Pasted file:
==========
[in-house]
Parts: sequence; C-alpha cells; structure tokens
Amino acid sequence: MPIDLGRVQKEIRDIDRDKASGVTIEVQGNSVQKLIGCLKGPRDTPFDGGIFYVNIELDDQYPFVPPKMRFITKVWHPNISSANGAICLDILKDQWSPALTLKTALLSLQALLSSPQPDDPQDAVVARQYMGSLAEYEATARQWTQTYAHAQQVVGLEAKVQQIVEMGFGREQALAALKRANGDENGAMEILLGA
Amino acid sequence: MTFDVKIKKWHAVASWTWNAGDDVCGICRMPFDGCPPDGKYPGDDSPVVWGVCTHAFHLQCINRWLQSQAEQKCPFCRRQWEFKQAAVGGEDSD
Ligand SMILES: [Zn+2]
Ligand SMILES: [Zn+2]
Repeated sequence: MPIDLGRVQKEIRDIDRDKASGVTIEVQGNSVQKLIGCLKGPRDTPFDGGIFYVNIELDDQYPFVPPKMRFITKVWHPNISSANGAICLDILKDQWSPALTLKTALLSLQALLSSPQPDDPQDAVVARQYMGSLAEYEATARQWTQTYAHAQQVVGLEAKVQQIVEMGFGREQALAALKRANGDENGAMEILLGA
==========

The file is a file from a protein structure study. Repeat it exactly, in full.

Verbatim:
[in-house]
Parts: sequence; C-alpha cells; structure tokens
Amino acid sequence: MPIDLGRVQKEIRDIDRDKASGVTIEVQGNSVQKLIGCLKGPRDTPFDGGIFYVNIELDDQYPFVPPKMRFITKVWHPNISSANGAICLDILKDQWSPALTLKTALLSLQALLSSPQPDDPQDAVVARQYMGSLAEYEATARQWTQTYAHAQQVVGLEAKVQQIVEMGFGREQALAALKRANGDENGAMEILLGA
Amino acid sequence: MTFDVKIKKWHAVASWTWNAGDDVCGICRMPFDGCPPDGKYPGDDSPVVWGVCTHAFHLQCINRWLQSQAEQKCPFCRRQWEFKQAAVGGEDSD
Ligand SMILES: [Zn+2]
Ligand SMILES: [Zn+2]
Repeated sequence: MPIDLGRVQKEIRDIDRDKASGVTIEVQGNSVQKLIGCLKGPRDTPFDGGIFYVNIELDDQYPFVPPKMRFITKVWHPNISSANGAICLDILKDQWSPALTLKTALLSLQALLSSPQPDDPQDAVVARQYMGSLAEYEATARQWTQTYAHAQQVVGLEAKVQQIVEMGFGREQALAALKRANGDENGAMEILLGA